The other authors dealing with the side effects of HAART, mostly focus on so called body shape changes or morphological changes (Falutz, 2007; Guaraldi, Murri, Orlando, Squillace, Stentarelli, Zona, Garlassi & Martinez, 2008; Wohl & Brown, 2008). According to Falutz, body shape changes can be divided into central lipodystrophy (accumulation of central body fat) and peripheral lipoatrophy (decrease in peripheral body fat). Both are results of abnormalities of body-fat distribution. They are independent phenomena associated with marked metabolic changes. Burgoyne & Tan (2008) emphasise the heterogeneity of body shape changes. According to these authors, common features are fat loss in the cheeks, buttocks and extremities, which may result in the prominence of peripheral veins.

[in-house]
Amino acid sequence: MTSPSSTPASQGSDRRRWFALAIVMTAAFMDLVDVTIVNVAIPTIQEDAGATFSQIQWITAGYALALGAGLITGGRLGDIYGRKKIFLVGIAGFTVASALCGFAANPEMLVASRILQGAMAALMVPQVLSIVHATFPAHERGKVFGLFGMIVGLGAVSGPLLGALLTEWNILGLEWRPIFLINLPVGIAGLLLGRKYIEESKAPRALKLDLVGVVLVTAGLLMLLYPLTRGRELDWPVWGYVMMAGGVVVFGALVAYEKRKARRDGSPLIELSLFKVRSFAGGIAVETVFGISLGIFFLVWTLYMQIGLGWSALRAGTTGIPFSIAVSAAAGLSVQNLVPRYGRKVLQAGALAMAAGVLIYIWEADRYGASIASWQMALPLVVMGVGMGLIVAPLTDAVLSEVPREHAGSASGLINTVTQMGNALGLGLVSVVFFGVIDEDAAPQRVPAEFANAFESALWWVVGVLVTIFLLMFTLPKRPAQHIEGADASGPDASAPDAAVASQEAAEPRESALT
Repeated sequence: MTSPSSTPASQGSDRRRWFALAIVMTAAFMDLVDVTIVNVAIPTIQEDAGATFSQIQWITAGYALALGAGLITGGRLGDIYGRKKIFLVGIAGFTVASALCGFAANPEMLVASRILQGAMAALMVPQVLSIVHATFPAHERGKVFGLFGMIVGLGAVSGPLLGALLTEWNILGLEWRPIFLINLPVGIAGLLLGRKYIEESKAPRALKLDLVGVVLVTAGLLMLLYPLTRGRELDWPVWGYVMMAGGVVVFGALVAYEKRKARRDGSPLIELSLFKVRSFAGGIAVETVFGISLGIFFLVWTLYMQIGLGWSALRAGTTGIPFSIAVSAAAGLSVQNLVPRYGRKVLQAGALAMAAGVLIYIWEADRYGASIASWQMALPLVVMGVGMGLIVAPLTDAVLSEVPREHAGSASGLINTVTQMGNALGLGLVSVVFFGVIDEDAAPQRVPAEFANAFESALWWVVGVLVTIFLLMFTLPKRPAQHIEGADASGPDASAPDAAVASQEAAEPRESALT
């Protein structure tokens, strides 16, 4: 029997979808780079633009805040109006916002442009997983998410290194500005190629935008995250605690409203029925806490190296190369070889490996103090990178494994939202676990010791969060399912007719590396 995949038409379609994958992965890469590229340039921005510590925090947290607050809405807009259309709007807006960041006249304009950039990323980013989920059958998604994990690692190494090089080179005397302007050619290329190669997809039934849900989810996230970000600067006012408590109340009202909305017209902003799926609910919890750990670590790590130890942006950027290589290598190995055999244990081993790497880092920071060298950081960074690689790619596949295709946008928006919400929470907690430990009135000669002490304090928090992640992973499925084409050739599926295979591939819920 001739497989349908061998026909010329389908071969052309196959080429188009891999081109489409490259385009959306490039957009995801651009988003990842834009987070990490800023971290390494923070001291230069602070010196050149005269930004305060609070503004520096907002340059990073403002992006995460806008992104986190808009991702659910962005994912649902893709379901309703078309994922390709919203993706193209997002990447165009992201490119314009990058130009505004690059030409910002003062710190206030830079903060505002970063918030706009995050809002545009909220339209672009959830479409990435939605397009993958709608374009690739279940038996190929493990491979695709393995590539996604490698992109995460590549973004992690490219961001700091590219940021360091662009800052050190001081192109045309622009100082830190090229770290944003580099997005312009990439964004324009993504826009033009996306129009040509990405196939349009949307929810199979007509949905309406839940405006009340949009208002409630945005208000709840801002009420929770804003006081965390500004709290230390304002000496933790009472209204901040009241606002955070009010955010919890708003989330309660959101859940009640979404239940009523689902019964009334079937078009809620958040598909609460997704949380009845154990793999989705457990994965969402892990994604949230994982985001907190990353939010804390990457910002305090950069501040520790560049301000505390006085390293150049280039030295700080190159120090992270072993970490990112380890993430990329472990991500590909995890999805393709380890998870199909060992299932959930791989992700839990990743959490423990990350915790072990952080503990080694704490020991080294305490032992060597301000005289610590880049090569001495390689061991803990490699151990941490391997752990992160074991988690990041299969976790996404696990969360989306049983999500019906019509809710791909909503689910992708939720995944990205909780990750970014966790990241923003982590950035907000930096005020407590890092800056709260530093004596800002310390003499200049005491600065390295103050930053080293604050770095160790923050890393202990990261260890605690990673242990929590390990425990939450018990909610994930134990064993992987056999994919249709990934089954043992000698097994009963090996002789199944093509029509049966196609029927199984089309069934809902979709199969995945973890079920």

The etiology is complex, involving multiple factors such as viral parameters and characteristics of the affected individual (Falutz, 2007). With respect to antiretroviral drugs, the leading role of the so called NRTIs has been confirmed in the pathogenesis of lipoatrophy, while with respect to lipodystrophy a rather general effect of HAART is suggested (Wohl & Brown, 2008). All authors agree that the altered distribution of adipose tissue can have negative health effects and negative effects on QOL. Morphological changes and the accompanying metabolic changes increase the risk of atherosclerosis and other cardiovascular impairments. Another physical health consequence of lipodystrophy is an increased risk of pancreatitis ((Falutz, 2007; Wohl & Brown, 2008). Psychological consequences are a negative body image, an increased fear of complications, lowered self-esteem, anxiety and depression (Burgoyne & Tan, 2008; Guaraldi et al., 2008). With respect to social relations, a lot of the individuals undergoing morphological changes are anxious of stigma, or a forced disclosure of their infection because of their appearance (Burgoyne & Tan, 2008; Guaraldi et al., 2008). Through body shape changes, the disease becomes more visible to colleagues, friends, or family members. Moreover, persons with lipodystrophy or lipoatrophy frequently appear and feel less attractive or desirable. In that manner, social relations can be influenced in a very negative way (Guaraldi et al., 2008; Wohl & Brown, 2008). According to Guaraldi et al. (2008), facial lipoatrophy is the most stigmatising HAART-induced body shape change because the altered face cannot be masked by covering clothes.